By Claudio AngeloNature –The Brazilian government is providing US$1.7 billion this year for a programme aimed at addressing the country’s second-highest source of carbon dioxide emissions: agriculture. The Low-Carbon Agriculture (ABC) programme was launched in 2010 to help Brazil meet a pledge made at the 2009 Copenhagen climate conference. The country wants to cut carbon emissions so that by 2020, they are up to 38% lower than they would have been if nothing had been done. Now the government just needs to convince farmers to buy into the idea.
The ABC funds low-interest loans for activities such as agro forestry, improving soil uptake of nitrogen and rehabilitating degraded pastureland. By 2020, that basket of initiatives should mean that Brazilian agricultural sector emits 160 million tones less CO2 equivalent than if nothing was done.
“It’s the world’s most ambitious mitigation plan on agriculture,” says Eduardo Assad, a climate scientist at the Brazilian Agricultural Research Corporation (Embrapa) in Campinas, who helped to create the ABC.
Because the credit offered by the ABC would help to increase productivity and profit across the board, government officials thought that farmers would be eager to apply. But in its first year, the programme didn’t manage to lend a single penny of its initial US$1-billion endowment, says Assad. The government blames that on bad marketing: “Word of the programme wasn’t spread far enough; it didn’t reach producers as well as it should,” says Erikson Chandora, head of the ABC at Brazil’s Ministry of Agriculture.
Assad, however, says that poor publicity is only part of the reason for the tepid response. He says that some producers didn’t take up the money at first because the ABC had stricter environmental requirements than other agricultural loans. To be eligible, a farmer needed to prove compliance with environmental laws such as the Forest Code, which protects native vegetation on private property and was in the process of being revised by Congress to be less strict. Some farmers, Assad says, probably decided to wait and see whether they could comply with the looser standards.
The ABC itself was later stripped of some of its environmental character. As of 2011, low-carbon agriculture money could be used to fund activities that caused emissions of other greenhouse gases, such as growing paddy rice — a net methane source, which is responsible for 7 million tones of CO2 equivalent emissions in Brazil each year — or had nothing to do with carbon sequestration, such as organic agriculture. Farmers and ranchers can currently use ABC loans to buy cattle and remove tree stumps from recently deforested land.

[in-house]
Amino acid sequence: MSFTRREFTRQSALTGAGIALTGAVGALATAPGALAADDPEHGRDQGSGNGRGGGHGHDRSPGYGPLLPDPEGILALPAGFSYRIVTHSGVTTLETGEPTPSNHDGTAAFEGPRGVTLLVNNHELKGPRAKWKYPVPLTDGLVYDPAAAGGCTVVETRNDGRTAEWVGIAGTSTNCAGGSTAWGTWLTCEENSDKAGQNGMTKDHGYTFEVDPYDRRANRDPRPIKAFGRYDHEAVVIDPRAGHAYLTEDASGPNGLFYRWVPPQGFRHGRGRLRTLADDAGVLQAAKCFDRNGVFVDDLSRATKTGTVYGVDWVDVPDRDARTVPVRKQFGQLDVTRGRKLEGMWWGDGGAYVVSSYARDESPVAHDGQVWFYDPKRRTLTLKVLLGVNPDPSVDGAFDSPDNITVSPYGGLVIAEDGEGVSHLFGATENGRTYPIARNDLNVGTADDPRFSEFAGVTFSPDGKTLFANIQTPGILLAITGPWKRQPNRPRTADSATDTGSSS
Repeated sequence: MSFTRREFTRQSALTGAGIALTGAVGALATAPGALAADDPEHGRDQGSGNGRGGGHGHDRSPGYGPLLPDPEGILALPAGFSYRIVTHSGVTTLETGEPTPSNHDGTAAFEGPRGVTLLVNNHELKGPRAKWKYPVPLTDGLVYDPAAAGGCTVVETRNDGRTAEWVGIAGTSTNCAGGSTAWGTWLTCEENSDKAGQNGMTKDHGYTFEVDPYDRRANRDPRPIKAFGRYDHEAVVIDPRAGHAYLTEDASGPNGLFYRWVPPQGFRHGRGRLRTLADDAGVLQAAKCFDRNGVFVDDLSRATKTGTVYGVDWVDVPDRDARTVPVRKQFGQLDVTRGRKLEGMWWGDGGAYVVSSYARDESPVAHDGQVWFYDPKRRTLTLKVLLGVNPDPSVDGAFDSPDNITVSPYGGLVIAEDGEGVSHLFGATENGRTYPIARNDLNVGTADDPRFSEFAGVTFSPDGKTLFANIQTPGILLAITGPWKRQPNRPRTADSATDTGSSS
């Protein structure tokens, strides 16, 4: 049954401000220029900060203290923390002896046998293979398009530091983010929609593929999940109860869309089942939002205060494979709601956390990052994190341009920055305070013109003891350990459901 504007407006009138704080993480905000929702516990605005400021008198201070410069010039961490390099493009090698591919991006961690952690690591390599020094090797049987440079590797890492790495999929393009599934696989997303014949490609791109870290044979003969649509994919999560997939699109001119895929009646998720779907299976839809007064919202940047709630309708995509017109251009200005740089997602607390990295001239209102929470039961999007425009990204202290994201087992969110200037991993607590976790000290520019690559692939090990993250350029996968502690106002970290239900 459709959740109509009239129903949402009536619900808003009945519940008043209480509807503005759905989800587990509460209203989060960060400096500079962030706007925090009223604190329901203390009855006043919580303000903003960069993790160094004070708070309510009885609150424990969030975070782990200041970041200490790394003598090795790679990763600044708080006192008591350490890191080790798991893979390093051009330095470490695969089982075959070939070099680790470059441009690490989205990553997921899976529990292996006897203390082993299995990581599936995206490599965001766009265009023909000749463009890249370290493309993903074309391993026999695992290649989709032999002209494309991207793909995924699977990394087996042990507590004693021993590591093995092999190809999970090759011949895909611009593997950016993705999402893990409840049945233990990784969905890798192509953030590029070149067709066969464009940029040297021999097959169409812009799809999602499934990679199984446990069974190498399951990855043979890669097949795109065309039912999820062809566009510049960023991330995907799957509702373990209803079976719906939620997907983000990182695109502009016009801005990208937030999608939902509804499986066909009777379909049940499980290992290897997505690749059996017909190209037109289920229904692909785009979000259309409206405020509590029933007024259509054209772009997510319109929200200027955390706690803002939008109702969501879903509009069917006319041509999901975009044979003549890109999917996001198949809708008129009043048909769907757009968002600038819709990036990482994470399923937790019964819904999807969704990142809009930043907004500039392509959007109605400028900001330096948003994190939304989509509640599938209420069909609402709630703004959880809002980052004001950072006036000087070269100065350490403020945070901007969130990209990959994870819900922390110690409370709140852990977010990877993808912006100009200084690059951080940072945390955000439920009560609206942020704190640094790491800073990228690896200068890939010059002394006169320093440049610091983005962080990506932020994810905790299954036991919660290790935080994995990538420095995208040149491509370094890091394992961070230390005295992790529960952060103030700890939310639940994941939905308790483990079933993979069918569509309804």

It is unclear what effect, if any, the relaxed rules have had on the overall performance of the programme with respect to the uptake of loans. However, the amount of ABC money given out has shot up from none in 2010–11 to almost 50% in 2012.
Chandora says that the funding for paddy rice was a one-off offer — an emergency response to flooding in southern Brazil last year. But the other relaxed rules are permanent. “If I’m lending money to recover pastureland, why shouldn’t I allow the rancher to have more heads of cattle per hectare as well?” asks Chandora. Assad says it is “regrettable” that the ministry is using the programme to fund irrelevant projects.
Persuading farmers that going low-carbon is good for business will be difficult in a country where, this year, US$57 billion in credits has been given to traditional agriculture, which involves legal deforestation. And even that is only the first step.
Once the plan is in motion, the government has to be able to assess how well it is working to reduce carbon emissions, and Assad says that the infrastructure to take the necessary measurements is not in place. He points out, for example, that “Brazilian soil labs simply aren’t prepared to measure total soil carbon content”.
Assad’s team has sampled several sites around the country and already has a rough idea that in central Brazil, one hectare of recovered pasture could store four times as much carbon as one hectare of degraded pasture. He could produce better figures with input from regular soil analyses by ABC farmers. “But that would demand a lot of oversight,” he says, “and no one wants to be overseen.”
Source:Nature, August 2nd, 2012
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